I've written a small FUSE-based filesystem and now the only part's missing is that I want to register it with fstab(5) to auto-mount it on system startup and/or manually mount it with just mount /srv/virtual-db. How can I achieve this?

I know, I can just run /usr/bin/vdbfs.py /srv/virtual-db from some init script, but that's not exactly pretty.

I'm sorry because this may be not exactly a programming question, but it's highly related, as the packaging and deployment is still the programmer's job.

  • Good question, but not programming related and there is serverfault.com now. – ypnos Oct 12 '09 at 12:53
  • 3
    If that's only administrative problem (like adding an entry to some file), then, yes, probably. But registering in-kernel filesystems are certainly a programming problem (the only admin part is adding module to modprobe.conf), and I don't know about FUSE... So, I don't know where this really belongs. – drdaeman Oct 12 '09 at 14:26
  • 6
    Oh this belongs on SO, definitely! – Matt Joiner Sep 2 '10 at 15:52

In general, one "registers" a new mount filesystem type by creating an executable mount.fstype.

$ ln -s /usr/bin/vdbfs.py /usr/sbin/mount.vdbfs

If vdbfs.py takes mount-ish arguments (i.e. dev path [-o opts]), then mount -t vdbfs and using vdbfs as the 3rd field in fstab will work. If it doesn't, you can create a wrapper which does take arguments of that form and maps them to whatever your vdbfs.py takes.

FUSE should also install a mount.fuse executable; mount.fuse 'vdbfs.py#dev' path -o opts will go on and call vdbfs.py dev path -o opts. In that case, you can use fuse as your filesystem type and prefix your device with vdbfs.py#.

  • Note that FUSE's author – Miklos Szeredideprecated encoding the real filesystem type in the mount source. Quote from mount manual: The programs mount and umount support filesystem subtypes. The subtype is defined by a '.subtype' suffix. For example 'fuse.sshfs'. It's recommended to use subtype notation rather than add any prefix to the mount source (for example 'sshfs#example.com' is deprecated). – patryk.beza 2 hours ago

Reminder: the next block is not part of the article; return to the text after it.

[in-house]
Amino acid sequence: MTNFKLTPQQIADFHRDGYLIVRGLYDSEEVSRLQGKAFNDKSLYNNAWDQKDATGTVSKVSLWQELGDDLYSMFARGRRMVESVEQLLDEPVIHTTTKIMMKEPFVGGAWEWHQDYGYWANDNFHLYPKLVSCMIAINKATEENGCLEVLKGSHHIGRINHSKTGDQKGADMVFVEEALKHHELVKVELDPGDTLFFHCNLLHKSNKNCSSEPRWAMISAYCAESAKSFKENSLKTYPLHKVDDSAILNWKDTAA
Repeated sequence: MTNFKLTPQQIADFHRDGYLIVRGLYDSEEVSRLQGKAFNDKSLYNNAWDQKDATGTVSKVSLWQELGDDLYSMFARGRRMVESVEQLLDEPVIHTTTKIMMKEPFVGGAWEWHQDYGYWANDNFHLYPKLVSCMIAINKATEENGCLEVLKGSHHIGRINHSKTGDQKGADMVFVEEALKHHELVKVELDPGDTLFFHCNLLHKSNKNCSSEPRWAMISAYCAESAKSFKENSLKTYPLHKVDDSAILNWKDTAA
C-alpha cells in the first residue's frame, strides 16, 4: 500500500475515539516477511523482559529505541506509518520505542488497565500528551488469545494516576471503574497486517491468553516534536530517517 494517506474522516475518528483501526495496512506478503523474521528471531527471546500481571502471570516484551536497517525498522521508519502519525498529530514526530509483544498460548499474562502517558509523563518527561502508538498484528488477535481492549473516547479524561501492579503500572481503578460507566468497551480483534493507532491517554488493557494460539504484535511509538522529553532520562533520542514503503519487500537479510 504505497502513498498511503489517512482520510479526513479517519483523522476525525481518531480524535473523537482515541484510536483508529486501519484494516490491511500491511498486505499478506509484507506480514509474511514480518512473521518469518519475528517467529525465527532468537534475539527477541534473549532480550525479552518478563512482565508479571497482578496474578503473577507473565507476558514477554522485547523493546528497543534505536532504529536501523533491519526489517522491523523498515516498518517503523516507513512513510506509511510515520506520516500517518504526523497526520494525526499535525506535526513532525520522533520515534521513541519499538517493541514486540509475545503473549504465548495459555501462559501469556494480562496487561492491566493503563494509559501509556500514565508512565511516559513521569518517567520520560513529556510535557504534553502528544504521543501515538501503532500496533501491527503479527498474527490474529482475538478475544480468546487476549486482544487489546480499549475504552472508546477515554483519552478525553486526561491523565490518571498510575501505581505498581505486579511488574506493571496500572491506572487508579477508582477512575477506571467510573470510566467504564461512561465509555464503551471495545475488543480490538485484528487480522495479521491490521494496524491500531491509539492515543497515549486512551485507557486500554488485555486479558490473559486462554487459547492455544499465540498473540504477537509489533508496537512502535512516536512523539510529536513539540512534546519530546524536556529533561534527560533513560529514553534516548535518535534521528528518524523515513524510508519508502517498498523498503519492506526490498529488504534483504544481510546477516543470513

So to clarify ephemient's answer, there are two options:

  1. Edit /etc/fstab like this:

    # <file system>   <mount point>      <type>  <options>         <dump>  <pass>
    # ...
    vdbfs.py#<dev>    /srv/virtual-db    fuse    user,<other-opts>    0    0


  2. Create an executable prefixed with "mount." (ensuring it can be used with mount-like options):

    $ ln -s /usr/bin/vdbfs.py /usr/sbin/mount.vdbfs

    And edit /etc/fstab like this:

    # <file system> <mount point> <type>    <options>         <dump>  <pass>
    # ...
    <dev>    /srv/virtual-db    vdbfs.py    user,<other-opts>    0    0

With regards to auto-mounting at start up and manually mounting with mount, the user and noauto options are relevant and fully supported by fuse itself so you don't have to implement them yourself. The user option lets a non-priveleged user who is a member of the "fuse" group mount your filesystem with the mount command, and noauto directs your filesystem not to automatically mount at startup. If you don't specify noauto, it will automatically mount.


You could just use fuse filesystem type. The following works on my system:

smbnetfs    /media/netbios    fuse    defaults,allow_other    0    0

Another example:

sshfs#user@example.com:/    /mnt    fuse    user,noauto    0    0

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